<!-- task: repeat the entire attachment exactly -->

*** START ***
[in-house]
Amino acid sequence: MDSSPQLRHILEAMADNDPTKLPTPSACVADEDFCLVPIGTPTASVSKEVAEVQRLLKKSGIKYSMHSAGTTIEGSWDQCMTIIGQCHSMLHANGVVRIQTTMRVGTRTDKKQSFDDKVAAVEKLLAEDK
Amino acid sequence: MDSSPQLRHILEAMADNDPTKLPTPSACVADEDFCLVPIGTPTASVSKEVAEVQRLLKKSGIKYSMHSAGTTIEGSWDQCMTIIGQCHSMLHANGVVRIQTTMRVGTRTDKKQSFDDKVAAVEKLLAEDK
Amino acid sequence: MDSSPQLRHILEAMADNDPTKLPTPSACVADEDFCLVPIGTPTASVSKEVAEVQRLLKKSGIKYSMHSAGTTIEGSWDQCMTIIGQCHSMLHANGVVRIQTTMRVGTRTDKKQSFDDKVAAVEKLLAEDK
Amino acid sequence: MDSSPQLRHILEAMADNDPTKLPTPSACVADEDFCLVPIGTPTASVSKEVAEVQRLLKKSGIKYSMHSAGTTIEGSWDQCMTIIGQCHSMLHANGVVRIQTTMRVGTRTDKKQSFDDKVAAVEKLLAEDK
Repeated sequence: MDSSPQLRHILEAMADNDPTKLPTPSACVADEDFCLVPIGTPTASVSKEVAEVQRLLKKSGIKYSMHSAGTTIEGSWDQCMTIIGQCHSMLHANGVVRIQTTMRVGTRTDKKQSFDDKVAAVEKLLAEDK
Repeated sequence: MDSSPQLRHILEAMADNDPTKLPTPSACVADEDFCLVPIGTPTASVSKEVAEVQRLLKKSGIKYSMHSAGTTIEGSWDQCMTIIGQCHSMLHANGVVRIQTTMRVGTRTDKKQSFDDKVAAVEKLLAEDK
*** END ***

[in-house]
Amino acid sequence: MDSSPQLRHILEAMADNDPTKLPTPSACVADEDFCLVPIGTPTASVSKEVAEVQRLLKKSGIKYSMHSAGTTIEGSWDQCMTIIGQCHSMLHANGVVRIQTTMRVGTRTDKKQSFDDKVAAVEKLLAEDK
Amino acid sequence: MDSSPQLRHILEAMADNDPTKLPTPSACVADEDFCLVPIGTPTASVSKEVAEVQRLLKKSGIKYSMHSAGTTIEGSWDQCMTIIGQCHSMLHANGVVRIQTTMRVGTRTDKKQSFDDKVAAVEKLLAEDK
Amino acid sequence: MDSSPQLRHILEAMADNDPTKLPTPSACVADEDFCLVPIGTPTASVSKEVAEVQRLLKKSGIKYSMHSAGTTIEGSWDQCMTIIGQCHSMLHANGVVRIQTTMRVGTRTDKKQSFDDKVAAVEKLLAEDK
Amino acid sequence: MDSSPQLRHILEAMADNDPTKLPTPSACVADEDFCLVPIGTPTASVSKEVAEVQRLLKKSGIKYSMHSAGTTIEGSWDQCMTIIGQCHSMLHANGVVRIQTTMRVGTRTDKKQSFDDKVAAVEKLLAEDK
Repeated sequence: MDSSPQLRHILEAMADNDPTKLPTPSACVADEDFCLVPIGTPTASVSKEVAEVQRLLKKSGIKYSMHSAGTTIEGSWDQCMTIIGQCHSMLHANGVVRIQTTMRVGTRTDKKQSFDDKVAAVEKLLAEDK
Repeated sequence: MDSSPQLRHILEAMADNDPTKLPTPSACVADEDFCLVPIGTPTASVSKEVAEVQRLLKKSGIKYSMHSAGTTIEGSWDQCMTIIGQCHSMLHANGVVRIQTTMRVGTRTDKKQSFDDKVAAVEKLLAEDK